Just want to sort of fire back for answer that question. I also read an article about I think it was Delta Airlines offering $10,000 for flights, if that was me, I'da taken it and bought gold if I'd been great. Thanks, see ya, lad. I love that. Thank you, Perfect, just genius. Yeah, similar similar things here. They were British Airways, same, same thing. Yeah, I'd say interest-only mortgage rates, nobody sparks a lot of debate over here, because you've got two ways of looking at it, you've got the point that I mentioned earlier on that, you know, inflation, which is, by the way, the ultimate tax in the world with people that don't realize it, but it will, of course, it'll increase, you know, the value of certain assets, etc, etc, which erodes away the natural capital of the debt. So, that is the basis for a lot of people going with interest-only mortgages, because actually, the central banks to government, and they're all going to do it for you. You know, even if you don't realize it at the time, then you've got the more traditional mortgages, which we would call capital and repayment, repayment, in short, whatever they called is where you pay, obviously, the cut, you start paying the capital back, as well as bit of the interest. And after, you know, 30 years, or whatever it is that there is no debt on that that property is such. Difference between the two is that if you go with the capital repayment mortgage there, the amount that you pay on the mortgage per month is normally a lot higher than the interest only. So if you're getting into property for cash flow point of view, you could have you could easily erode that cash flow straightaway, which defeats the object. But some investors I know, prefer to do that, because in 20 / 30 years time, they don't want the hassle of dealing with mortgage companies. And, you know, there have been some times in the last few, not just few years, you know, I've said the same to Aaron, you know, when I'd love - part of me knows it doesn't make the most financial sense. But I'd love to be able to pay off the mortgage companies. If I never have to speak to the mortgage company and my life would be a lot easier. It seems I don't know what it's like over there. But it always seems just making up rules as they go along. We had one, I won't name names, we had one the other day, refinancing a property over here. And we had one the other day, and they looked at our gearing gearing on our portfolio, and they got the numbers wrong. And you're the bank. Scary if you ask me. But there's been differences and it depends who you speak to depends, again, it depends where what's the end goal? If you want to, in 30 years time have a bunch of property that's got no mortgage debt, anything like that, then you'll you'll want to pay it off. If you're not too fussed about that, because you have a grasp of the economics in the long term, you're probably going to go with interest-only.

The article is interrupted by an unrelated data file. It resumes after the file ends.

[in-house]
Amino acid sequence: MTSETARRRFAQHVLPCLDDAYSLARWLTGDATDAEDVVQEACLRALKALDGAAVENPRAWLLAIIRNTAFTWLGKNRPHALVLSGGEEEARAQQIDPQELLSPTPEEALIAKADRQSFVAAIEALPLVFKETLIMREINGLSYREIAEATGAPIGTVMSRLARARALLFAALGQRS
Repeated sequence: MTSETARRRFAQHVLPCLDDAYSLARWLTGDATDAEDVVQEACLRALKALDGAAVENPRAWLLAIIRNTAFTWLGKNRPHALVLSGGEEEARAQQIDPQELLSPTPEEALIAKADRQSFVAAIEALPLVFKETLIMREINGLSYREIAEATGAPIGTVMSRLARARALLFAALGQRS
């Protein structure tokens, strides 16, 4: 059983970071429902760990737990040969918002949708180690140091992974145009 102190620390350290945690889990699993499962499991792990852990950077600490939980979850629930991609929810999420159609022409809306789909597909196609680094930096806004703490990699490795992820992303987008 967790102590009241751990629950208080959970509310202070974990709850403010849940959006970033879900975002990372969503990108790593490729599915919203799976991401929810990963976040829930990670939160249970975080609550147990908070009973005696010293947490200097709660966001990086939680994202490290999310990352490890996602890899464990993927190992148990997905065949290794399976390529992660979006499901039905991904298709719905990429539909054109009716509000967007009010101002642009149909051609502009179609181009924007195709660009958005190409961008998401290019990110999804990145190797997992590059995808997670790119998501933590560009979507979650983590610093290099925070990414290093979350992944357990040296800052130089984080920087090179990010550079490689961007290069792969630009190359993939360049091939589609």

Jason Muth: